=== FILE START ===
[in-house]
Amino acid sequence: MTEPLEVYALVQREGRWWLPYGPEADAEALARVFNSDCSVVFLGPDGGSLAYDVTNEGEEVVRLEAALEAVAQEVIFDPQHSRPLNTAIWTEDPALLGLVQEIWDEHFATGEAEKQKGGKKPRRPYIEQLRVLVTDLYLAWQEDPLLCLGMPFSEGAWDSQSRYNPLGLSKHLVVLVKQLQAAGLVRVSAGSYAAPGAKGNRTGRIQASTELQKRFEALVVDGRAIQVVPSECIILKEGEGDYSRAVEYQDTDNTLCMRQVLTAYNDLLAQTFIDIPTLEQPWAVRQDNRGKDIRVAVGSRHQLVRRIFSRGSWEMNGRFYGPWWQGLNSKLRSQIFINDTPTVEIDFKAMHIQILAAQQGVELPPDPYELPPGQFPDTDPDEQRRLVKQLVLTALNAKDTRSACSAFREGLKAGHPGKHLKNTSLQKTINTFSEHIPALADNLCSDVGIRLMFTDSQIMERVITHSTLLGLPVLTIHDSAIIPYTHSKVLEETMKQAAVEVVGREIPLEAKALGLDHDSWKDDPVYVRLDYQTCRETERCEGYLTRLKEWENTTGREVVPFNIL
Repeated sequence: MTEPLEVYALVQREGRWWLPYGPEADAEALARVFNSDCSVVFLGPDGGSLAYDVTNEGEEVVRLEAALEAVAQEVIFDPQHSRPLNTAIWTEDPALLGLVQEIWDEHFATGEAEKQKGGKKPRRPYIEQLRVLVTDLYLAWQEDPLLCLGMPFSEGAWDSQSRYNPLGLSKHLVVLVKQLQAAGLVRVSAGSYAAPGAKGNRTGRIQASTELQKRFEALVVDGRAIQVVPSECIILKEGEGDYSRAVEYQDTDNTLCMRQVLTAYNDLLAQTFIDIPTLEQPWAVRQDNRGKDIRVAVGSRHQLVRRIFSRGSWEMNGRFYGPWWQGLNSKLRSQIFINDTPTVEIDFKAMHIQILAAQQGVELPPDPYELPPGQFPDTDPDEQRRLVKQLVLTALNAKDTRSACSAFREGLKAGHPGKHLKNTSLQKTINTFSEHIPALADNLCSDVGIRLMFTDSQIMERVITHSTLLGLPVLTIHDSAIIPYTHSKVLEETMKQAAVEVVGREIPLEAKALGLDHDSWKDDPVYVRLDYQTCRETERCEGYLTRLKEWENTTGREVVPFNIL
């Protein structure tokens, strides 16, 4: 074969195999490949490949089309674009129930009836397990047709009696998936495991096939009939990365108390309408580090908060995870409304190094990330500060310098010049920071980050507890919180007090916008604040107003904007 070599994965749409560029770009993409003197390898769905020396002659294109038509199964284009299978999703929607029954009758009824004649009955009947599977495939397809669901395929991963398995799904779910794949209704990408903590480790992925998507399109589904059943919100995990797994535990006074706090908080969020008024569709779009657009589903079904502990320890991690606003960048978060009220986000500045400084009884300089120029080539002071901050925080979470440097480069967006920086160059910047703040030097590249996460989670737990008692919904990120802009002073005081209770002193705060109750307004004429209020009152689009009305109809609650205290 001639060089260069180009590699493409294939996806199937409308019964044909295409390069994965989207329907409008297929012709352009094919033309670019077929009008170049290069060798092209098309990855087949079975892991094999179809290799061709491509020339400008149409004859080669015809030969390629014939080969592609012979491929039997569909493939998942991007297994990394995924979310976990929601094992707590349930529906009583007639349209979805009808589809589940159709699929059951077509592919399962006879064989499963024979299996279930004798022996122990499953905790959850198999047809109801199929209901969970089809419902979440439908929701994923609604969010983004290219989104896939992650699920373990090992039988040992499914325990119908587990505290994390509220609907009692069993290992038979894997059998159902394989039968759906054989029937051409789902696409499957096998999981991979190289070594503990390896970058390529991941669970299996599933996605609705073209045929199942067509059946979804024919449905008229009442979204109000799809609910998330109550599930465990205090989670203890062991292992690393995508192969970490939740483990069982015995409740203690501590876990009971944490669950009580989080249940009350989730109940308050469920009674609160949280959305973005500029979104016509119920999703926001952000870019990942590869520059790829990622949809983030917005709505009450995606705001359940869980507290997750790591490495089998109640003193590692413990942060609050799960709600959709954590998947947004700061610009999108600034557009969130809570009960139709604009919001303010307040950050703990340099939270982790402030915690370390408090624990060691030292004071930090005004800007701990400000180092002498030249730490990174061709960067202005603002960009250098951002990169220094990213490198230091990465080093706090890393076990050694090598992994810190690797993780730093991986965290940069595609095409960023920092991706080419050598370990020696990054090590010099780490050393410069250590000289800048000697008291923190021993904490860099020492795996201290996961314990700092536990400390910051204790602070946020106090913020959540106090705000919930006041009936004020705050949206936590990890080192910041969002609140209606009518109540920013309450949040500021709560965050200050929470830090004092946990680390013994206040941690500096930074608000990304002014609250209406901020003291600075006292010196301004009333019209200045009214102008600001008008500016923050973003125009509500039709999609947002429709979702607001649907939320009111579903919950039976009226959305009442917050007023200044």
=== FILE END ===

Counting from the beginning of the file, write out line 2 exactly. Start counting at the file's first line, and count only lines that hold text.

Amino acid sequence: MTEPLEVYALVQREGRWWLPYGPEADAEALARVFNSDCSVVFLGPDGGSLAYDVTNEGEEVVRLEAALEAVAQEVIFDPQHSRPLNTAIWTEDPALLGLVQEIWDEHFATGEAEKQKGGKKPRRPYIEQLRVLVTDLYLAWQEDPLLCLGMPFSEGAWDSQSRYNPLGLSKHLVVLVKQLQAAGLVRVSAGSYAAPGAKGNRTGRIQASTELQKRFEALVVDGRAIQVVPSECIILKEGEGDYSRAVEYQDTDNTLCMRQVLTAYNDLLAQTFIDIPTLEQPWAVRQDNRGKDIRVAVGSRHQLVRRIFSRGSWEMNGRFYGPWWQGLNSKLRSQIFINDTPTVEIDFKAMHIQILAAQQGVELPPDPYELPPGQFPDTDPDEQRRLVKQLVLTALNAKDTRSACSAFREGLKAGHPGKHLKNTSLQKTINTFSEHIPALADNLCSDVGIRLMFTDSQIMERVITHSTLLGLPVLTIHDSAIIPYTHSKVLEETMKQAAVEVVGREIPLEAKALGLDHDSWKDDPVYVRLDYQTCRETERCEGYLTRLKEWENTTGREVVPFNIL